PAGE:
3. No other composition is like an experimental hymn. It is not a mere poëtic impulse. It is not a thought, a fancy, a feeling threaded upon words. It is the voice of experience speaking from the soul a few words that condense and often represent a whole life. It is the life, too, not of the natural feelings growing wild, but of regenerated feeling, inspired by God to a heavenly destiny, and making its way through troubles and hindrances, through joys and victories, dark or light, sad or serene, yet always struggling forward. Forty years the heart may have been in battle, and one verse shall express the fruit of the whole.

4. One great hope may come to fruit only at the end of many years, and as the ripening of a hundred experiences. As there be flowers that drink up the dews of spring and summer, and

'Sim' u la`crum, the likeness, resemblance, or representation of anything; an image, picture, figure, effigy, or statue.

feed upon all the rains, and, only just before the winter comes, burst forth into bloom, so it is with some of the noblest blossoms of the soul. The bolt that prostrated Saul gave him the exceeding brightness of Christ; and so some hymns could never have been written but for a heart-stroke that well-nigh crushed out the life. It is cleft in two by bereavement, and out of the rift comes fōrth, as by resurrection, the form and voice that shall never die out of the world. Angels sat at the grave's mouth; and so hymns are the angels that rise up out of our griefs and darkness and dismay.

5. Thus born, a hymn is one of those silent ministers which God sends to those who are to be heirs of salvation. It enters into the tender imagination of childhood, and casts down upon the chambers of its thought a holy radiance which shall never quite depart. It goes with the Christian, singing to him all the way, as if it were the airy voice of some guardian spirit. When darkness of trouble, settling fast, is shutting out every star, a hymn bursts through and brings light like a torch. It abides by our side in sickness. It goes forth with us in joy to syllable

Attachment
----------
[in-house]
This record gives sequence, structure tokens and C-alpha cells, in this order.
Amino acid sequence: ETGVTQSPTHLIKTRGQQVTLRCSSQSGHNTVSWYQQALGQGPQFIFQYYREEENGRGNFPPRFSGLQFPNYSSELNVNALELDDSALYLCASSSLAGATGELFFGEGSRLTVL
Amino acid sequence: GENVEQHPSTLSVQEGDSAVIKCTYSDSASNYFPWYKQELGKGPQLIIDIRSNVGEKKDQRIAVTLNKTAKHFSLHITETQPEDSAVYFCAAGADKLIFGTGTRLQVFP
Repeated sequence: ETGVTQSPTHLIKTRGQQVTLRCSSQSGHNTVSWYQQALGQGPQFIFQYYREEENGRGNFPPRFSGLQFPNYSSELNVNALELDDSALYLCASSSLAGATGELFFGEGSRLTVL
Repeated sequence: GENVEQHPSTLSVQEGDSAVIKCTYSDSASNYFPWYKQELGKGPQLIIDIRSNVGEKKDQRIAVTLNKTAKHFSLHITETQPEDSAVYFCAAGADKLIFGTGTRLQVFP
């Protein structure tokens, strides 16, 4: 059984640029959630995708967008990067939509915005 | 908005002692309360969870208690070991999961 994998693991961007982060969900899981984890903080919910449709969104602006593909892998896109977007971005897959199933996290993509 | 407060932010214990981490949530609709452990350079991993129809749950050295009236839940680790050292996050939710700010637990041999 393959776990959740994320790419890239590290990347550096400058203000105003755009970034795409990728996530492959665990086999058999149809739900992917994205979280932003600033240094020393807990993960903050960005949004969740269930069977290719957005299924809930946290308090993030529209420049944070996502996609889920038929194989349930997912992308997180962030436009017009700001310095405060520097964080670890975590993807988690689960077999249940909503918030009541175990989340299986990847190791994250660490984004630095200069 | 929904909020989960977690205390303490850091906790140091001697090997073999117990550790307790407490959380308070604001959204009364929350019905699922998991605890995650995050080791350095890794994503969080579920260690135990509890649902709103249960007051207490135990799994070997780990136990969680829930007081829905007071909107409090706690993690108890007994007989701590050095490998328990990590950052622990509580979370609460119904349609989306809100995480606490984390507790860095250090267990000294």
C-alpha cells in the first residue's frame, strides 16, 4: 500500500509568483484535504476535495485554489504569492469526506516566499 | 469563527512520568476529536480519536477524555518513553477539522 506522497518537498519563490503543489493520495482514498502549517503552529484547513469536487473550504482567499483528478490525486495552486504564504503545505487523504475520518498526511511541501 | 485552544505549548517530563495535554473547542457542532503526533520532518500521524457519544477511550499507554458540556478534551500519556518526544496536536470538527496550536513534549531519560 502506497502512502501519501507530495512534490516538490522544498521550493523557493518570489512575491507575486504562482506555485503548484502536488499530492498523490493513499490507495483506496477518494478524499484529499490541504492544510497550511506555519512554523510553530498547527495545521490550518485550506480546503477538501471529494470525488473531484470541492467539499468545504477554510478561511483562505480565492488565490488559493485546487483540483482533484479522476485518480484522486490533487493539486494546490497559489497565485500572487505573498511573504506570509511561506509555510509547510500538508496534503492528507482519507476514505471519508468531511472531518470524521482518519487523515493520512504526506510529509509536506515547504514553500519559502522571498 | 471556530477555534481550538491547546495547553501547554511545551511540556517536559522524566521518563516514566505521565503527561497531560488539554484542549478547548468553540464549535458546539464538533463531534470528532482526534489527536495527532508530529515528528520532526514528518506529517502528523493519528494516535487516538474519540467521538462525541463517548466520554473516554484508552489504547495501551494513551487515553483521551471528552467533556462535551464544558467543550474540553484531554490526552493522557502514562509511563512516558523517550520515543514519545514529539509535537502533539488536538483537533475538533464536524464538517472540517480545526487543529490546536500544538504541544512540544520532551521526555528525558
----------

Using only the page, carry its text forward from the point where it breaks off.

that joy.

6. And thus, after a time, we clothe a hymn with the memories and associations of our own life. It is garlanded with flowers which grew in our hearts. Born of the experience of one mind, it becomes the unconscious record of many minds. We sang it, perhaps, the morning that our child died. We sang this one on that Sabbath evening when, after ten years, the family were once more all together. There be hymns that were sung while the mother lay a-dying; that were sung when the child, just converted, was filling the family with the joy of Christ new-born, and laid, not now in a manger, but in a heart. And thus sprung from a wondrous life, they lead a life yet more wonderful. When they first come to us they are like the single strokes of a bell ringing down to us from above; but, at length, a single hymn becomes a whole chime of bells, mingling and discoursing to us the harmonies of a life's Christian experience.

7. And oftentimes, when in the mountain country, far from noise and interruption, we wrought upon these hymns' for our vacation tasks, we almost forgot the living world, and were lifted up by noble lyrics as upon mighty wings, and went back to the 'Hymns, "Plymouth Collection of Hymns and Tunes," published in 1855.